Rehearing Ordered En Banc in Therasense, Inc. v. Becton, Dickinson and Company on Six Issues Including the Proper Standard for Materiality in Cases of Inequitable Conduct

April 27th, 2010

The Federal Circuit on April 26, 2010, ordered a rehearing en banc in Therasense, Inc. v. Becton, Dickinson and Company,  Docket Nos. 2008-1511, 1512, 1513, 1514, 1595 (Fed. Cir. April 26, 2010), involving the law of inequitable conduct. The Court requested that six issues be addressed in the rehearing. Of particular interest to reexamination practice is the proper standard for materiality, to which the Court posed the following questions: 

What is the proper standard for materiality? 

What role should the United States Patent and Trademark Office’s rules play in defining materiality?

Should a finding of materiality require that but for the alleged misconduct, one or more of the claims would not have issued?

Inequitable conduct is intertwined with reexamination practice in many ways. Third-party requesters may file a reexamination request for the purpose of having the PTO find that a particular document raises a valid SNQ, which finding may be cited at trial for the materiality element in an inequitable conduct defense. The duty of disclosure attaches to the patent owner in reexamination (but not the third-party requester).

Complying with that duty can be problematic for even the most diligent and forthright patent owner, especially after the Notice of Intent to Issue a Reexamination Certificate (NIRC) has issued and before the Reexamination Certificate has published. A patent owner with a large portfolio of pending patent applications that are related to the patent under reexamination has to be especially careful and diligent.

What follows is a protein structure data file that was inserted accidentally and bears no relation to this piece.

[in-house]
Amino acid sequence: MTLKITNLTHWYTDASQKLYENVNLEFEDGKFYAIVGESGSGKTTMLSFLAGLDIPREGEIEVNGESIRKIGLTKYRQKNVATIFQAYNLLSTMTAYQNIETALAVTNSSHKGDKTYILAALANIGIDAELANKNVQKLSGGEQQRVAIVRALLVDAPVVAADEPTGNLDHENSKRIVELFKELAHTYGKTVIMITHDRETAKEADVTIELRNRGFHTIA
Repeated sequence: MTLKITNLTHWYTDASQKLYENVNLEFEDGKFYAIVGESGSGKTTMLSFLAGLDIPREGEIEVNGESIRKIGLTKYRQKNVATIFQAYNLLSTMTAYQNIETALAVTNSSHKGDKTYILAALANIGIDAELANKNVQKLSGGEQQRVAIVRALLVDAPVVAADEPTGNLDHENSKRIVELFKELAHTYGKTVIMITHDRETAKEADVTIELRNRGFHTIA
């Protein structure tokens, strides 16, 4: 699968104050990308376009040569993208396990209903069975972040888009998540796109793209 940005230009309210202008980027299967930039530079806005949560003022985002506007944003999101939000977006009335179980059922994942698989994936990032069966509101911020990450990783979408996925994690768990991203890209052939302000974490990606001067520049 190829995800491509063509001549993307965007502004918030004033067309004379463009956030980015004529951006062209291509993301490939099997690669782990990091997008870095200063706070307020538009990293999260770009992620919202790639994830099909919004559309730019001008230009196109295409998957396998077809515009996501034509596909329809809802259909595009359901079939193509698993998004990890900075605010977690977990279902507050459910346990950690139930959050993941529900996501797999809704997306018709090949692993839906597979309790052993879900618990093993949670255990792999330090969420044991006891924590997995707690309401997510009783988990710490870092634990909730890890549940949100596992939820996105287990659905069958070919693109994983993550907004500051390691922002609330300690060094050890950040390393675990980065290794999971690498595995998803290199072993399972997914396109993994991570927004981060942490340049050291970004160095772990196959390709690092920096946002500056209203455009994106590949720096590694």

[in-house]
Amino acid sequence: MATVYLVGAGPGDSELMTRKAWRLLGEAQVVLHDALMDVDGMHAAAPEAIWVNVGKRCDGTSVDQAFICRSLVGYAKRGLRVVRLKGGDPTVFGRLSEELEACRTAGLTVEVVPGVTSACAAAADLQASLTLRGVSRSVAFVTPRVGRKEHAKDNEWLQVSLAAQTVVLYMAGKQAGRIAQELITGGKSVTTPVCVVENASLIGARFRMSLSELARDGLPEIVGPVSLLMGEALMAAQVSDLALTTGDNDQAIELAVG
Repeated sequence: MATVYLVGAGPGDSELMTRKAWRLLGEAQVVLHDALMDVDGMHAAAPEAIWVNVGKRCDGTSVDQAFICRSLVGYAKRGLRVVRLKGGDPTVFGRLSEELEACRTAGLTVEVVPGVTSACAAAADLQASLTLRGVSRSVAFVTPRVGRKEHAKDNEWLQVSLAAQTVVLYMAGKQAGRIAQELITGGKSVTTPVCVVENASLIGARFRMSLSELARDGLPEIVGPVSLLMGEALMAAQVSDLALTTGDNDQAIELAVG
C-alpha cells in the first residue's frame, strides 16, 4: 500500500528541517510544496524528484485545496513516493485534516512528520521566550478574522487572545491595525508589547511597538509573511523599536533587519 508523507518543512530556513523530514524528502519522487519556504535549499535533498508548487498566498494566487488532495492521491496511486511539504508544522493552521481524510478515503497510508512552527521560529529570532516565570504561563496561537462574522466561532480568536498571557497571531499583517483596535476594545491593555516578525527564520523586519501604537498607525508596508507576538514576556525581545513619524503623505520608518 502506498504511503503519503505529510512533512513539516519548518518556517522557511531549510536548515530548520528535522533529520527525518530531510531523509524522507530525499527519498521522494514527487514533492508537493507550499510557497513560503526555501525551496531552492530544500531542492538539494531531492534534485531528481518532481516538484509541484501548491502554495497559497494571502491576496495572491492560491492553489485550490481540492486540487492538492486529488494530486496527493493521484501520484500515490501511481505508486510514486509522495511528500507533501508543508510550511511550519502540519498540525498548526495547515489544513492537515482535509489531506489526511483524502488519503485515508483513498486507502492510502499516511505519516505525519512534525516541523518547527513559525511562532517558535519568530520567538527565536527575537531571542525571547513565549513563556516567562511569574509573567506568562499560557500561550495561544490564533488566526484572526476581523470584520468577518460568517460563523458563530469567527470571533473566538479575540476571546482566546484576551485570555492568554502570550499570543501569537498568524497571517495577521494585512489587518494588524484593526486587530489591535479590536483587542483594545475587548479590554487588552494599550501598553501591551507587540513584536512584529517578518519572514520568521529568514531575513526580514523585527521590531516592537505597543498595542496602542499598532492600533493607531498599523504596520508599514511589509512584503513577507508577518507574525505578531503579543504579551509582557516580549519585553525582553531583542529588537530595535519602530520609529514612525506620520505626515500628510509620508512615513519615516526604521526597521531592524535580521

Reexamination counsel is a prime target for a charge of violating of the duty of disclosure in a parallel patent litigation.  A violation can create subsequent issues for reexamination counsel before the Office of Enrollment and Discipline.  These and other concerns make this en banc rehearing relevant to reexamination practice.

The Federal Circuit stated that briefs of amicus curiae will be entertained in the en banc rehearing. Four amicus briefs, including one from the PTO, were filed with the petition for rehearing en banc.  It is expected that there will be many additional amicus filings in this case.

Under the current briefing schedule, it is expected that the Federal Circuit will hear arguments in the case next October or November.

Download the Order

Therasense Inc v Becton Dickinson and Company (Fed Cir April 26 2010)(en banc)